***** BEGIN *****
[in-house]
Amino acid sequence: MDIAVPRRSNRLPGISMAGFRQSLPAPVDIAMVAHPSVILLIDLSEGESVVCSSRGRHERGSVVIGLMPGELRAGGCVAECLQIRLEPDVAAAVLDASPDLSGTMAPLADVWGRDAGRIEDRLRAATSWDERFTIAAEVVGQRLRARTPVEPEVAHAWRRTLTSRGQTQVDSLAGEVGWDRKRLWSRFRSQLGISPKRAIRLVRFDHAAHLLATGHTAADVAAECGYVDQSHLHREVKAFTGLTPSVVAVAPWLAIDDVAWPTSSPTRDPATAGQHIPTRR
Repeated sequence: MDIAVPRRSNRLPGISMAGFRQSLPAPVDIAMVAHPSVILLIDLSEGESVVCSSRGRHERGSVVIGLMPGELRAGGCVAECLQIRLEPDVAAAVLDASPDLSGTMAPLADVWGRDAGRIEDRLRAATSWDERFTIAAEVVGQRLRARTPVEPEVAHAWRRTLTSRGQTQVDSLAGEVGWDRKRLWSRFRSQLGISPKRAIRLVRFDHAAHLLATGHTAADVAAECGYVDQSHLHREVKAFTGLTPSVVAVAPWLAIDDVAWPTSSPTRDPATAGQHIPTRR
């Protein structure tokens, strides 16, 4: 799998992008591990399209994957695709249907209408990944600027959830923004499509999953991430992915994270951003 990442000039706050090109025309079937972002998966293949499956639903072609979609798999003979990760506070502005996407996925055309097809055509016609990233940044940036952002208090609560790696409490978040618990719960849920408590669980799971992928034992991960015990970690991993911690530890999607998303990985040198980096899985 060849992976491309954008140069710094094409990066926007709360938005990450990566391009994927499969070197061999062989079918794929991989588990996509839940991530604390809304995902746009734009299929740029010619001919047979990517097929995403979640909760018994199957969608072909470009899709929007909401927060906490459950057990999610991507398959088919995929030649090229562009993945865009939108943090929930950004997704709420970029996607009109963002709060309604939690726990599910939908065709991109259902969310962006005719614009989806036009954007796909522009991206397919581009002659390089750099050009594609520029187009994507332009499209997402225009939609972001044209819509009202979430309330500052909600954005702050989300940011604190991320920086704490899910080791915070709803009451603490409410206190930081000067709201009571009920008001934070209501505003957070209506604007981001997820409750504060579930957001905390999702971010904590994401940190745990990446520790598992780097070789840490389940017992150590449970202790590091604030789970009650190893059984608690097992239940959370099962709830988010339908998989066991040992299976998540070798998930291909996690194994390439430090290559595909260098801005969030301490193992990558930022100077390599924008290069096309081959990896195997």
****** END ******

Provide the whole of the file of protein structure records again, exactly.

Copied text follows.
[in-house]
Amino acid sequence: MDIAVPRRSNRLPGISMAGFRQSLPAPVDIAMVAHPSVILLIDLSEGESVVCSSRGRHERGSVVIGLMPGELRAGGCVAECLQIRLEPDVAAAVLDASPDLSGTMAPLADVWGRDAGRIEDRLRAATSWDERFTIAAEVVGQRLRARTPVEPEVAHAWRRTLTSRGQTQVDSLAGEVGWDRKRLWSRFRSQLGISPKRAIRLVRFDHAAHLLATGHTAADVAAECGYVDQSHLHREVKAFTGLTPSVVAVAPWLAIDDVAWPTSSPTRDPATAGQHIPTRR
Repeated sequence: MDIAVPRRSNRLPGISMAGFRQSLPAPVDIAMVAHPSVILLIDLSEGESVVCSSRGRHERGSVVIGLMPGELRAGGCVAECLQIRLEPDVAAAVLDASPDLSGTMAPLADVWGRDAGRIEDRLRAATSWDERFTIAAEVVGQRLRARTPVEPEVAHAWRRTLTSRGQTQVDSLAGEVGWDRKRLWSRFRSQLGISPKRAIRLVRFDHAAHLLATGHTAADVAAECGYVDQSHLHREVKAFTGLTPSVVAVAPWLAIDDVAWPTSSPTRDPATAGQHIPTRR
């Protein structure tokens, strides 16, 4: 799998992008591990399209994957695709249907209408990944600027959830923004499509999953991430992915994270951003 990442000039706050090109025309079937972002998966293949499956639903072609979609798999003979990760506070502005996407996925055309097809055509016609990233940044940036952002208090609560790696409490978040618990719960849920408590669980799971992928034992991960015990970690991993911690530890999607998303990985040198980096899985 060849992976491309954008140069710094094409990066926007709360938005990450990566391009994927499969070197061999062989079918794929991989588990996509839940991530604390809304995902746009734009299929740029010619001919047979990517097929995403979640909760018994199957969608072909470009899709929007909401927060906490459950057990999610991507398959088919995929030649090229562009993945865009939108943090929930950004997704709420970029996607009109963002709060309604939690726990599910939908065709991109259902969310962006005719614009989806036009954007796909522009991206397919581009002659390089750099050009594609520029187009994507332009499209997402225009939609972001044209819509009202979430309330500052909600954005702050989300940011604190991320920086704490899910080791915070709803009451603490409410206190930081000067709201009571009920008001934070209501505003957070209506604007981001997820409750504060579930957001905390999702971010904590994401940190745990990446520790598992780097070789840490389940017992150590449970202790590091604030789970009650190893059984608690097992239940959370099962709830988010339908998989066991040992299976998540070798998930291909996690194994390439430090290559595909260098801005969030301490193992990558930022100077390599924008290069096309081959990896195997």